CAROB TREE, CERATONIA SILIQUA, St John's-bread, locust bean 25 Fresh SEEDS
Provided with germination instructions
Ceratonia siliqua, commonly known as the carob tree (from Arabic خَرُّوبٌ kharrūb and Hebrew חרוב haruv), St John's-bread, or locust bean (not to be confused with the African locust bean), or simply locust-tree, is a species of flowering evergreen shrub or tree in the pea family, Fabaceae. It is widely cultivated for its edible pods, and as an ornamental tree in gardens. The ripe, dried pod is often ground to carob powder, which is used to replace cocoa powder. Carob bars, an alternative to chocolate bars, are often available in health-food stores.
The carob tree is native to the Mediterranean region, including Southern Europe, Northern Africa, the larger Mediterranean islands, the Levant and Middle-East of Western Asia into Iran; and the Canary Islands and Macaronesia. The carat, a unit of mass for gemstones, and of purity for gold, takes its name, indirectly, from the Arabic word for a carob seed, carrat.
Carob consumed by humans is the dried (and sometimes roasted) pod. The pod consists of two main parts: the pulp accounts for 90% and the seeds for 10% of the pod weight.
Carob is mildly sweet and is used in powdered, chip, or syrup form as an ingredient in cakes and cookies, and as a substitute for chocolate. Carob bars are widely available in health food stores. A traditional sweet, eaten during Lent and Good Friday, is also made from carob pods in Malta. Dried carob fruit is traditionally eaten on the Jewish holiday of Tu Bishvat.
While chocolate contains levels of theobromine which are toxic to some mammals, carob contains absolutely no caffeine and no theobromine, so is used to make chocolate-flavored treats for dogs.
Carob pod meal is used as an energy-rich feed for livestock, particularly for ruminants, though its high tannin content may limit its use. Carob pods were mainly used as animal fodder in the Maltese Islands, apart from times of famine or war when they formed part of the diet of many Maltese. In the Iberian Peninsula, carob pods were used to feed donkeys.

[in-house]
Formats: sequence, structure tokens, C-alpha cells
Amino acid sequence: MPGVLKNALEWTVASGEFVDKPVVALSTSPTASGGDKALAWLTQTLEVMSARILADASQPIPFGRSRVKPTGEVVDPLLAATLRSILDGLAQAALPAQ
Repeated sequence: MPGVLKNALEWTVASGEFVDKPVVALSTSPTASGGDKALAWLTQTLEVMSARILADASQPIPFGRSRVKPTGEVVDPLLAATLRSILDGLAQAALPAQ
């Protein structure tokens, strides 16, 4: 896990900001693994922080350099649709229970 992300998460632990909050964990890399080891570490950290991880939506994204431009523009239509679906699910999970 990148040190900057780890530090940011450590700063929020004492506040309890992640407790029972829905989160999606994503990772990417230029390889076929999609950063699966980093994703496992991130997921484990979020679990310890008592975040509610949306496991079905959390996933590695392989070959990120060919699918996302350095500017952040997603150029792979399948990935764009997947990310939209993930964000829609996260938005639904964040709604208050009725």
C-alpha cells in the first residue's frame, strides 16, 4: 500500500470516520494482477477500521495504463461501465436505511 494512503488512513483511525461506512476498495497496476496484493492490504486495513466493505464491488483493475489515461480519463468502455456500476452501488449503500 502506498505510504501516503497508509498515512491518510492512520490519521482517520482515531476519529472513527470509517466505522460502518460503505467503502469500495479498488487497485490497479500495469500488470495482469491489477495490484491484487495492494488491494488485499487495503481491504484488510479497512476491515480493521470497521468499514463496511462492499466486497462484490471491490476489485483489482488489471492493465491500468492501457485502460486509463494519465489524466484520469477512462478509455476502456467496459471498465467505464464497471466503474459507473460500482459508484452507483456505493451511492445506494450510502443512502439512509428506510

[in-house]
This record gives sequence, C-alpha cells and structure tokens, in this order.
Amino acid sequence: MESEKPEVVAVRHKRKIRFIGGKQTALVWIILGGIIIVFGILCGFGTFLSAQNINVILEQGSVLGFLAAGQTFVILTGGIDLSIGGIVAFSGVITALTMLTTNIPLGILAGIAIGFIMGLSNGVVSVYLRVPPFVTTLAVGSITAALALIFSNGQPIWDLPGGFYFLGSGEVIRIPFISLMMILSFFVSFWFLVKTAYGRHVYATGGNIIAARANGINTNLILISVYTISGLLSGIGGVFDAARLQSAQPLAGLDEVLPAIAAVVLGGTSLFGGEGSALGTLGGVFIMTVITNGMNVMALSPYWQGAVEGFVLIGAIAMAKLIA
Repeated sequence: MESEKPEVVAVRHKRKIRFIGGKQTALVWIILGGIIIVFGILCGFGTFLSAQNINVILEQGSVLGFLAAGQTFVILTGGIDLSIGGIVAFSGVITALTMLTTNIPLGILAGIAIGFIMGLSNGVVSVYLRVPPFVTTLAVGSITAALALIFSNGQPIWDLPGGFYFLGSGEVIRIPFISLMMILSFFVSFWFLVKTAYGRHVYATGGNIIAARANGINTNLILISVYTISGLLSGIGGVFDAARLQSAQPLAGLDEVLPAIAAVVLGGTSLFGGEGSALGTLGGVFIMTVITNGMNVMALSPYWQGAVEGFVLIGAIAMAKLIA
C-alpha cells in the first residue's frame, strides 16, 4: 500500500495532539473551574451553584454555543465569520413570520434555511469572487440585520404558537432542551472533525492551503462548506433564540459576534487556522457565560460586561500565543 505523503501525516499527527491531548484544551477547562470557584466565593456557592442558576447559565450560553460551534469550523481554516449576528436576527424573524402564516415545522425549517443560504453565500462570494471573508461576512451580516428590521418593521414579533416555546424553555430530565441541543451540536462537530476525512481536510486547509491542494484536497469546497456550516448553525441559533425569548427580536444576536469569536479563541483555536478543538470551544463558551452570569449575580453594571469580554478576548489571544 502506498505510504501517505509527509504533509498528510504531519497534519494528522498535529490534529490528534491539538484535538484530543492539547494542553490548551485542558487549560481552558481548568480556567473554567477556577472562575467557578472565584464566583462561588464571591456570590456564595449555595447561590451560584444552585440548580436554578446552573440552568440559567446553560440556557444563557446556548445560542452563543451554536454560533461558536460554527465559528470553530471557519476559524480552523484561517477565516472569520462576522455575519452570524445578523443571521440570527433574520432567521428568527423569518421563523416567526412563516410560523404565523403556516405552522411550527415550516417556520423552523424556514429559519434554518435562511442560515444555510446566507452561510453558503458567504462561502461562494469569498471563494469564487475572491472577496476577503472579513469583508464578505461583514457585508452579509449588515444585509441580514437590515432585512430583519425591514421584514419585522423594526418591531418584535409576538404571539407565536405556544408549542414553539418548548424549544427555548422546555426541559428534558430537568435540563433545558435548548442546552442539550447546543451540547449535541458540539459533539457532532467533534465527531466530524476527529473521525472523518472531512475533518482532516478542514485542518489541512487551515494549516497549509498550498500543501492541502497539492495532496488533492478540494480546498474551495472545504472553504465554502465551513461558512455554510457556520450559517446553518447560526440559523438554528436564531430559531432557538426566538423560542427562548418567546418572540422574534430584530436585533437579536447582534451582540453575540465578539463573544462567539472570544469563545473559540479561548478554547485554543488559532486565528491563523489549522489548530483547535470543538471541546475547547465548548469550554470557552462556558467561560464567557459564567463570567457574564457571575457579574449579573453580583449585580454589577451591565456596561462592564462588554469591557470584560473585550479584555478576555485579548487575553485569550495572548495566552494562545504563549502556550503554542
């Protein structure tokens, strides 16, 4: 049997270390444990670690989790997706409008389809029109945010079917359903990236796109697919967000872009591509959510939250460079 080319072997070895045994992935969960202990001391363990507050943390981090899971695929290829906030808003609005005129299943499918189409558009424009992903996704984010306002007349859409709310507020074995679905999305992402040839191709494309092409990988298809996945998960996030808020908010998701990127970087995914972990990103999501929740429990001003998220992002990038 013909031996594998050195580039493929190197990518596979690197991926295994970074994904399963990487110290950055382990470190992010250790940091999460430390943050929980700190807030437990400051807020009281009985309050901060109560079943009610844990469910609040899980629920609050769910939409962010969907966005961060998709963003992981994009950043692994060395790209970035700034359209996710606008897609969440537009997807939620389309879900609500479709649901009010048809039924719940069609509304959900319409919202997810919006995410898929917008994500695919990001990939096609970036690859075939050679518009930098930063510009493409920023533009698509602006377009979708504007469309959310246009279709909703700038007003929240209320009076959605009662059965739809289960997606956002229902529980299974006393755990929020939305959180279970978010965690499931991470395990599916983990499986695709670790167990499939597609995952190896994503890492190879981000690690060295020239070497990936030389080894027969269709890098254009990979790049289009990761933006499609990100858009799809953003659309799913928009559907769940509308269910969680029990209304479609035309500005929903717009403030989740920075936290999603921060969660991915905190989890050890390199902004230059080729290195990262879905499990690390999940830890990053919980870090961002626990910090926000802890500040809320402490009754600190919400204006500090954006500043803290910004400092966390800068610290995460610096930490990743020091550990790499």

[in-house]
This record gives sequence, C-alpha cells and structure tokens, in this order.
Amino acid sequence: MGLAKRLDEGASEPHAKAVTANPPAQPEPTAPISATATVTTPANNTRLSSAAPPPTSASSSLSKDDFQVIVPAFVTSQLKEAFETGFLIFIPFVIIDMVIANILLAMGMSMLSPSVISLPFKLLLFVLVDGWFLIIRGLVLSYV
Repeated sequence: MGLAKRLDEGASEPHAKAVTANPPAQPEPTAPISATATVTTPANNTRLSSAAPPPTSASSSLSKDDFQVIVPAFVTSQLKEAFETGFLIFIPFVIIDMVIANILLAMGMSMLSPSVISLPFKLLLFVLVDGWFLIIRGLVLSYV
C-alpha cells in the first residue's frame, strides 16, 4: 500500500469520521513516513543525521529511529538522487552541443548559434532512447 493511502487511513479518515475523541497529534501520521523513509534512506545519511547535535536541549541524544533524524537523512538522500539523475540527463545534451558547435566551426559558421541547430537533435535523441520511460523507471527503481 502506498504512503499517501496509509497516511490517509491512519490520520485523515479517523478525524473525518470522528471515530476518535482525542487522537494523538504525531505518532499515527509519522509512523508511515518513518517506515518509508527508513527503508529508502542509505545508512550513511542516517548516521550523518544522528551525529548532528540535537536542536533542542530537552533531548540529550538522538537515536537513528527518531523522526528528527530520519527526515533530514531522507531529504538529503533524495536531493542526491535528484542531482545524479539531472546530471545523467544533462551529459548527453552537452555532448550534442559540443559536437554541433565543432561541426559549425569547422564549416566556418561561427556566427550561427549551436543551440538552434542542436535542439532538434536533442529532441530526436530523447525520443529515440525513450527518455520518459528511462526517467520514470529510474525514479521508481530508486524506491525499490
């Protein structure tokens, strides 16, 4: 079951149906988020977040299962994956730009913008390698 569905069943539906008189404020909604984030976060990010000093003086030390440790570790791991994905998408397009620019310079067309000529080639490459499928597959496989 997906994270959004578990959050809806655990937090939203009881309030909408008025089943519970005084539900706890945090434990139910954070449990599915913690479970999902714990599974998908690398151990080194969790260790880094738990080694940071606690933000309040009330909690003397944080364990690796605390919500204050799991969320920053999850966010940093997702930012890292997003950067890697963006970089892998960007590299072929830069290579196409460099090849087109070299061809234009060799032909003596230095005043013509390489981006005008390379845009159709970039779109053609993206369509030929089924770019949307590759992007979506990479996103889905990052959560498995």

The pulp is about 48–56% sugars and 18% cellulose and hemicellulose. Some differences in sugar content are seen between wild and cultivated types: sucrose = about 531 g/kg dry weight in cultivated varieties and about 437 g/kg in wild varieties. Fructose and glucose levels do not differ between cultivated and wild carob. Carob pulp is sold as flour or chunks.
The production of locust bean gum (LBG), used in the food industry, is the economically most important use of carob seeds (and nowadays of the carob as a whole). It is produced from the endosperm, which accounts for 42–46% of the seed and is rich in galactomannans (88% of endosperm dry mass). For 1 kg LBG, 3 kg of kernels are needed which come from around 30 kg carob tree fruit. Galactomannans are hydrophilic and swell in water. LBG is used as a thickening agent, stabilizer, gelling agent, or as a substitute for gluten in low-calorie products. If galactomannans are mixed with other gelling substances such as carrageenan, they can be used to thicken food. This is used extensively in canned food for animals to get the jellied texture.
The embryo (20-25% of the seed's weight) is rich in proteins (50%) and its flour can be used in human and animal nutrition. The testa (30–33% of the seed's weight) is the seed coat and consists of cellulose, lignin, and tannin.
Sunlight: Full Sun,Partial Shade
Country/Region of Manufacture: Malta
Brand: CERATONIA SILIQUA
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